Until late last year, a flawed search tool allowed people to access all ASIC documents sent to any email address.
There was no identification required, so people could spy on the company research of private equity investors if they knew their email address.
ASIC has now told 770 people that their records have been forwarded to another email account.
The search history of investors could reveal which companies are being targeted for mergers, potentially giving away a competitive advantage.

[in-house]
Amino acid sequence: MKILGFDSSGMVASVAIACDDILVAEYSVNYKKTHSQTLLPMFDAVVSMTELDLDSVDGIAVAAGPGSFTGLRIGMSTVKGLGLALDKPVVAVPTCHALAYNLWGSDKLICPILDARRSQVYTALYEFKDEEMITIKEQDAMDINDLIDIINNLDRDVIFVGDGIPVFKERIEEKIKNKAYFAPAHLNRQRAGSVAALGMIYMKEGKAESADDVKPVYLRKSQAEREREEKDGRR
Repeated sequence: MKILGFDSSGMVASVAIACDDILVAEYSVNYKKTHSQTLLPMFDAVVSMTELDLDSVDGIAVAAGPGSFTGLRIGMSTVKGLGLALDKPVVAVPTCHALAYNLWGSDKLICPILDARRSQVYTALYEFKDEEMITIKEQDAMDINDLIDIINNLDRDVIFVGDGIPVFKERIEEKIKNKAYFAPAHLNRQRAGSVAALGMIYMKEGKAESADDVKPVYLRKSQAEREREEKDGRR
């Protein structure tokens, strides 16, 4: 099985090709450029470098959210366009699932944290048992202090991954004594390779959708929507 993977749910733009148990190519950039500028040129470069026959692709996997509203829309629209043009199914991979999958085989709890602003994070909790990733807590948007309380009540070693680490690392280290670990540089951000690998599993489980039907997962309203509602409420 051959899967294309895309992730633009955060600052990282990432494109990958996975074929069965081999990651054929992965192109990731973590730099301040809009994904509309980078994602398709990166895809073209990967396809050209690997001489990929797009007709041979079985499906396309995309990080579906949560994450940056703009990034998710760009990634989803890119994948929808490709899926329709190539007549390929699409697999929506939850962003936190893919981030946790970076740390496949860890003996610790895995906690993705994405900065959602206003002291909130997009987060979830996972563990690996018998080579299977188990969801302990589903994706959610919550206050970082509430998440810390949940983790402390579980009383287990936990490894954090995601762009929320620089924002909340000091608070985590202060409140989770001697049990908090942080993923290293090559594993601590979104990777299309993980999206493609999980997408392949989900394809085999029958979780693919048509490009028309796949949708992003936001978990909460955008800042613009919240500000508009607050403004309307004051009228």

Documents sent to investigative journalists — whose emails are publicly available — could reveal upcoming scandals or wrongdoing.
The glitch also provided the documents free of charge, as ASIC assumed people were searching for documents they had already paid for.
‘Enforcement 40’ for 2020
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